• Widebody aircraft have been more severely hit due to international flight restrictions. MAX owners only just saw the models returning to service this year, with remedial work to be performed.

From my perspective as counsel to a small leasing company also managing aircraft for investors, we see quite a spectrum of airline responses.

  • No change: the airline continues to perform all obligations without interruption – even if aircraft are grounded.
  • Initial rescheduling only: a temporary reduction for a few months in summer 2020 followed by repayment.
  • Stuck in a rut: initial rescheduling, inability to repay and partial payments resumed at temporary percentage. The airline awaiting loans or aid and resumption of services, unpaid amounts not yet restructured.
  • Restructuring: rent holidays and reductions agreed.
  • Insolvency/reorganisation: Chapter 11 for three non-US airlines AeroMexico, Latam and Avianca with Philippine Airlines to come – no US airlines here. Irish examinership (and Norwegian reorganisation) and others on the brink. This has resulted in restructured or repudiated leases depending on aircraft model, and unpaid rent in the unsecured creditor claims.

As you can imagine, the owners and investors have faced a cascade of issues that we as lawyers have had to respond to:

  • unpaid rent: serving demands and grounding notices. Because of the difficulties to re-lease, it often makes sense to keep aircraft with a defaulting lessee who will at least insure and maintain the aircraft, so we have not used the classic default response of repossession.
  • documenting any rescheduling and lease modifications.
  • updating jurisdictional questionnaires for repossession preparations and issuing POAs to local lawyers.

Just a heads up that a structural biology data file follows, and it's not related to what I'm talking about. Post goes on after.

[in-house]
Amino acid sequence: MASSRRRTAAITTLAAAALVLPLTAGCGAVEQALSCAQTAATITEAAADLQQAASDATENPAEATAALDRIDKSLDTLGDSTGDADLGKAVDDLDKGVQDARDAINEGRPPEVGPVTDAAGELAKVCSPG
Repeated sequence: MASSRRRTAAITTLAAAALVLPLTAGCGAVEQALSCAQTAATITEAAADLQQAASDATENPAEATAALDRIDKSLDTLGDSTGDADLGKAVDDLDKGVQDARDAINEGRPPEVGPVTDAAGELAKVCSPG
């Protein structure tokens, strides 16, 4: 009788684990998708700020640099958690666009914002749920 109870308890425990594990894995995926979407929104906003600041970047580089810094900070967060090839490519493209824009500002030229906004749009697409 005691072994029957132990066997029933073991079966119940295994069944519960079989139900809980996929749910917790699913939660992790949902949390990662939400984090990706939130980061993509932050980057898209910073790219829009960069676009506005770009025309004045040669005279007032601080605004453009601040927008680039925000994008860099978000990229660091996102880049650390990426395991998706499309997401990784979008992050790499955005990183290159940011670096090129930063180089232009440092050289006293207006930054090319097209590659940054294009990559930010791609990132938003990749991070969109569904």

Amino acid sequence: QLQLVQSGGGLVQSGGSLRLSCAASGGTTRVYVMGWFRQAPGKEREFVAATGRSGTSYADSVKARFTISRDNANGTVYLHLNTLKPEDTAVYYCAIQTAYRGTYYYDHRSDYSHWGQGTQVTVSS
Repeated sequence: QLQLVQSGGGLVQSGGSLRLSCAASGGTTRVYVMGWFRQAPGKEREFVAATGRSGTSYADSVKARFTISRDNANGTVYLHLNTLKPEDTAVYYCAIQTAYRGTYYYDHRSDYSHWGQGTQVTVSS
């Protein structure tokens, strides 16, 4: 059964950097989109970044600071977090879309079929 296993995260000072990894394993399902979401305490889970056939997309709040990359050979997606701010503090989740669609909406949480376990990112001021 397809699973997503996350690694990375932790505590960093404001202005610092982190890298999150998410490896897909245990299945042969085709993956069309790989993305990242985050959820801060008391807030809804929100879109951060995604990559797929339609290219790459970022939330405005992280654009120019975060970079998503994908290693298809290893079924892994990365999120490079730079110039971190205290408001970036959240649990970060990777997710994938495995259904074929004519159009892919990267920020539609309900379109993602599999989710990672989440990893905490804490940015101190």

• Eurocontrol analysis and fleet lien issues.
  • preparing and agreeing contracts and arrangements for returned/repossessed aircraft, including ferry, insurance, CAMO, registration, storage, warranty claims and estimating costs.
  • Participating in reorganisation proceedings, lodging claims, preparing for lease modifications and returns.

Some take more time than others and we have bounced between different providers and solutions. MRO contracts vary tremendously, often with indemnity issues. Registration for storage took a lot of work to identify suitable locations and storage locations had capacity and geographic suitability issues and tax complications. We had no Ch 11 but the Irish examinership was similar, thankfully on a compressed timescale, following the complicated series of hearings, motions, submissions, orders and agreements, guided by Irish counsel – at a rolling monthly cost.

Some of the work continues as usual – some sales to document. We are supervising interim and return checks for aircraft and though these are mainly technical matters, there is still a legal dimension for compliance with lease condition, and taking care of all the arrangements for returning aircraft which may not have a new lessee or purchaser in the current market.

We all hope that normality will return. 2023 and 2024 are the hopeful targets, so that lessors and airlines can recover. In good times, but particularly in bad, lawyers are essential for aircraft leasing.